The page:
Thanks to Ms Keville and Ms Piwko we have begun the process of re-thinking our Manifesto for a Creative Tallis. The original manifesto, which has been shared with the whole staff body and was ratified by the Leadership Team, has helped to put creative learning at the centre of the school's learning and teaching vision. It is sent out to all new prospective members of staff and a question related specifically to creative learning features in all new job interviews. In our discussions at the start of this year, we felt that the manifesto needed to be revisited. It was perhaps a bit long and not very memorable. It needed a refresh and, possibly, some serious reflection on making the ambitious statements a reality.
Here are Ms Piwko and Ms Keville's initial thoughts, presented in suitably diagrammatic form:
Here is the first draft of the new statements:
WE CELEBRATE CREATIVITY IN OUR COMMUNITY OF LEARNERSWe discussed this proposal at our extraordinary meeting before the Christmas holiday and decided to make the following revisions:
We support our students to become:
- all learners to become inquisitive, imaginative and innovative
- all learners to take risks, accept challenges and learn from mistakes
- everybody to reflect on their learning experiences
- resourceful and active learners
- effective collaborators and communicators
- independent learners/thinkers
- in the exchange of skills and knowledge between students and staff
- that the use of new technologies is a crucial part of learning in the 21st century
- our students' talents, skills and interests and provide opportunities to develop them further
- feedback and ideas from students about their learning experiences
- effective communication about creative learning with parents, carers and members of the local community
(Section 1: We ENCOURAGE……)
- ‘all learners to become curious, imaginative and innovative ( the word curious has replaced inquisitive in the statement )
- Resourceful, active and independent learners
- Effective collaborators and communicators
- Co-creators of the curriculum (this statement has been added as we discussed the importance of students creating the curriculum/ learning experiences with teachers)
- in the exchange of skills and knowledge between students and staff.
- that skills should be transferable
- new technologies are a crucial part of learning
Whilst browsing in a book shop this evening I discovered a new book by one of my favourite artists, Keri Smith. It's called 'Mess' and describes itself as a 'Manual of Accidents and Mistakes'. This prompted me to check out her excellent website and Flickr account, where I discovered the following manifesto:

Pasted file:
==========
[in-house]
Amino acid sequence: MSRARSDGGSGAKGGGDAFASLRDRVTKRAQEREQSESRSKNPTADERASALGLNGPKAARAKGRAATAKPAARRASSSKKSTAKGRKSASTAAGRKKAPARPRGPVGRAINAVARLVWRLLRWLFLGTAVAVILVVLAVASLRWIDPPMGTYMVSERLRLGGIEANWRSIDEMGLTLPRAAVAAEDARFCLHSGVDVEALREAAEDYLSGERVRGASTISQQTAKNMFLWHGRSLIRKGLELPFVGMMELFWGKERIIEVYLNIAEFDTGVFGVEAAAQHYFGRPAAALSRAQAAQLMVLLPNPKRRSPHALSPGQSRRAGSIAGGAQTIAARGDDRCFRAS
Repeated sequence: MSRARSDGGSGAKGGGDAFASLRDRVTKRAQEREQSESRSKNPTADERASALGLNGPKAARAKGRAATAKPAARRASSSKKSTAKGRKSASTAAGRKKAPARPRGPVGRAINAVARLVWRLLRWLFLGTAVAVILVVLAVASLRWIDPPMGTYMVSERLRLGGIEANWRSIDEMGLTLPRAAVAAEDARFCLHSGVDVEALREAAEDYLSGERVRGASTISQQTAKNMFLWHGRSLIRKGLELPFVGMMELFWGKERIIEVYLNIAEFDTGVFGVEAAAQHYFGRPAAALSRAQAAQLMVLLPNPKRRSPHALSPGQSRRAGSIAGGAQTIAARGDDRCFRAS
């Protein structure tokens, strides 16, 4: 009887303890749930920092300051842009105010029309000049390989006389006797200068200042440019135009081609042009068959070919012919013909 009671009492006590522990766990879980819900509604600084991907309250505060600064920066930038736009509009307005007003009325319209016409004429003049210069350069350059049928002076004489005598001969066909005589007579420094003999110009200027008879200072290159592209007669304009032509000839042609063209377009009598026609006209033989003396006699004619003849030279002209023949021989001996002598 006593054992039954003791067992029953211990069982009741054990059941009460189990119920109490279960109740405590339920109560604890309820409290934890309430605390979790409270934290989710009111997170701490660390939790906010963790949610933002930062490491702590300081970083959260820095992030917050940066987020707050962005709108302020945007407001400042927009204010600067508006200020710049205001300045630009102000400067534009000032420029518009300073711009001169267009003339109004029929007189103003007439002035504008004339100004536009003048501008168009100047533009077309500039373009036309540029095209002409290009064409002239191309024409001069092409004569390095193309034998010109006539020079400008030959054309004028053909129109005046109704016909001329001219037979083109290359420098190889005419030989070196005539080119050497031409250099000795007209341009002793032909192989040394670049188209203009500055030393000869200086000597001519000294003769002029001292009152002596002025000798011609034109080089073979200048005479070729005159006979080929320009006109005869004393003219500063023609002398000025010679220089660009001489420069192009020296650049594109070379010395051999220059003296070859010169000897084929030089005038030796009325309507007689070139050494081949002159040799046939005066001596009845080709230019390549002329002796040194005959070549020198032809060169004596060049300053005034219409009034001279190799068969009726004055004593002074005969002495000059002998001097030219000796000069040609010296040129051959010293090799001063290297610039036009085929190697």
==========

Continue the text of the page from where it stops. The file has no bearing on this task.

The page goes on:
Here is the text in full:
The Rebel's Manifesto:
1. Do the opposite of what you were taught in school.
2. Care not for the opinions of others. They are based on their own thoughts and fears.
3. Study the work of other rebels. Steal things from them. Research with fury.
4. Forget about the competition. They are on a different path than you. Trends are for suckers.
5. "There's nothing we really need to do that isn't dangerous." John Cage. Do the things that scare you on a regular basis.
6. Make a mess.
7. Embrace your darkside. Your so called "dark qualities" (or labels) are a source of great power. Find a way to incorporate them into your work. Feature them. pay particular attention to what makes you angry.
8. Exercise your voice. Put your thoughts out into the world even if it scares the shit out of you (see number 5).
9. Expand your horizons. Leave home. Visit other places/cultures. Wander aimlessly.
10. Never limit your play-time. Even if your brain is telling you otherwise. All of your best stuff comes from it if you allow yourself to remain open to the unknown.
11. Question everything.
13. Follow your heart.
I love this for several reasons. The language is quite informal and includes some direct challenges. It's quite irreverent and funny. It feels exciting and surprising. Number 12 is missing. I wonder if we can learn anything from existing manifestos?
As promised I will begin to do some research about potential sources of funding to employ a designer to help us re-present our Manifesto. In the meantime, I wonder if we ought to give some thought to the next document needed to make the statements in our manifesto more of a reality in school - an implementation strategy.